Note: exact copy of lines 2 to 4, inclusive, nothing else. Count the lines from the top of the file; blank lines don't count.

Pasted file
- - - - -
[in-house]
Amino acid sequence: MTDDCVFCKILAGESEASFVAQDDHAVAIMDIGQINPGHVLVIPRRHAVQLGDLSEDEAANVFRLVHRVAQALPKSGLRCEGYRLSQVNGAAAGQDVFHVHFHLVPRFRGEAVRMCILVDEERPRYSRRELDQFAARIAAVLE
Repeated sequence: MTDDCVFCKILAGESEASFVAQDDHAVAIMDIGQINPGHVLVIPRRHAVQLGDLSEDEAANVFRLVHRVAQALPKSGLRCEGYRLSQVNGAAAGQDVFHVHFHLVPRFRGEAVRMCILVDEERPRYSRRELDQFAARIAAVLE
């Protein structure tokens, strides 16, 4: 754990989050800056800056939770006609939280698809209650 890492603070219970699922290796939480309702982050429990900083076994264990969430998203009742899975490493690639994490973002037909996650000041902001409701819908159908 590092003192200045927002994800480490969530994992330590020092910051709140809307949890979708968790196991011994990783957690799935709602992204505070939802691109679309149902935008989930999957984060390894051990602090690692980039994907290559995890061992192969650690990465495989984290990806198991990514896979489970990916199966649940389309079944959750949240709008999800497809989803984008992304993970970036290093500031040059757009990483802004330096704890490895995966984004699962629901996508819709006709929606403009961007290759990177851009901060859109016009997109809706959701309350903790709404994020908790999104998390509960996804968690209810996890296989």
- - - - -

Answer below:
Amino acid sequence: MTDDCVFCKILAGESEASFVAQDDHAVAIMDIGQINPGHVLVIPRRHAVQLGDLSEDEAANVFRLVHRVAQALPKSGLRCEGYRLSQVNGAAAGQDVFHVHFHLVPRFRGEAVRMCILVDEERPRYSRRELDQFAARIAAVLE
Repeated sequence: MTDDCVFCKILAGESEASFVAQDDHAVAIMDIGQINPGHVLVIPRRHAVQLGDLSEDEAANVFRLVHRVAQALPKSGLRCEGYRLSQVNGAAAGQDVFHVHFHLVPRFRGEAVRMCILVDEERPRYSRRELDQFAARIAAVLE
């Protein structure tokens, strides 16, 4: 754990989050800056800056939770006609939280698809209650 890492603070219970699922290796939480309702982050429990900083076994264990969430998203009742899975490493690639994490973002037909996650000041902001409701819908159908 590092003192200045927002994800480490969530994992330590020092910051709140809307949890979708968790196991011994990783957690799935709602992204505070939802691109679309149902935008989930999957984060390894051990602090690692980039994907290559995890061992192969650690990465495989984290990806198991990514896979489970990916199966649940389309079944959750949240709008999800497809989803984008992304993970970036290093500031040059757009990483802004330096704890490895995966984004699962629901996508819709006709929606403009961007290759990177851009901060859109016009997109809706959701309350903790709404994020908790999104998390509960996804968690209810996890296989």